An easy way to see the thirds is using the crop tool in Photoshop. In the upper menu you can select View> Rule of Thirds. This way the lines and intersections are drawn and you can adjust a cutout of the picture to complain with this rule.

Holy Week II

This picture of the Holy Week in my City obeys the Thirds Rule. The girl in the front is aligned with the right vertical third line (specifically, her right eye is in the intersection of the right vertical third line with the upper third line). Also, the woman far in the back is aligned with the left third line. All the candles are concealed on the lower third section of the picture, never crossing to the central third. Finally, the woman in the middle is aligned to the center of the frame (specifically her mouth). All this ordering transmit a mood of order and clearness to the picture.


When we take a picture, we can assign each element a weight, according to their apparent size and the subjective importance in the scene. Big elements and important ones usually are considered to have more weight. This rule states that when possible, we should make our picture balanced, distributing the elements in the frame in a way that their weights are compensated. For example, if we have just a beach ball in the sand, we can put it in a thirds intersection if we have anything else around to show. If we don’t, a good point would be the center, as this way the picture is balanced. Placing the ball in any side without anything else on the frame would decompensate the weight of the frame, making the eye to give more important to this side and forgetting the other.

If we have two elements, we should place both of them in different sides, as this way their weights get compensated. If we place both of the on the same part, the former effect happens, even more noticeably. for more than two elements, their location should be one that mostly compensates their relative weights, so every part of the image get approximately the same interest from the viewer.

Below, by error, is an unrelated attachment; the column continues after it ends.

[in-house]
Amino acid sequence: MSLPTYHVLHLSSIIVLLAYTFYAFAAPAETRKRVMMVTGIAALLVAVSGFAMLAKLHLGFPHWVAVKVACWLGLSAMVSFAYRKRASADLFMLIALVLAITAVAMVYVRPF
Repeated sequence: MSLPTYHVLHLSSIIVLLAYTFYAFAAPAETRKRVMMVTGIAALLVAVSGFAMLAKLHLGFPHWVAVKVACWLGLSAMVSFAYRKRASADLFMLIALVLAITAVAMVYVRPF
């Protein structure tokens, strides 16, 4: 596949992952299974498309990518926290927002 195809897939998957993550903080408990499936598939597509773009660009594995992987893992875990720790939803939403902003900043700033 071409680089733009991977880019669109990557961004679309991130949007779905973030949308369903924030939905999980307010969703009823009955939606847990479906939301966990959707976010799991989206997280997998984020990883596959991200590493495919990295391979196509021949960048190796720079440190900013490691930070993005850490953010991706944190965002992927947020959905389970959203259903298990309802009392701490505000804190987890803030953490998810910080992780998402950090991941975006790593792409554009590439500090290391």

In this case, the lever rule applies. The equilibrium between two objects is increased with the distance between them. If we have two element of the same weight, they should be placed symmetrically around some point (usually the center of the picture). When one of the elements weights more than the other, the former should be placed closer to that point of symmetry than the latter. This way the extra distance given to the small one gives more compensating power to it.

Mother and daughter The force of this picture resides on the close perspective. Both the mother and the child are opposed in the frame, each one occupying one side of the picture, leaving the center free. As the child is lower in size, the picture is taken closer to her in order to increase her apparent size. This way both figures get their weights compensated.

Repeating patterns:

When composing a picture, if we arrange the objects to form a repetition pattern, the eye will be more attracted to it than to the isolated objects. If arranging them is outside our control (surely you won’t be able to re-arrange the pyramids of Giza, and if you can I would like to know how) you can still get advantage of this rule. Sometimes positioning the camera in an specific angle can align the objects into a pattern (e.g. a line, a triangle or perhaps an amorphous cluster but with some recognizable repetition). In any case, groping similar objects to increase order is a good way to captivate the brain.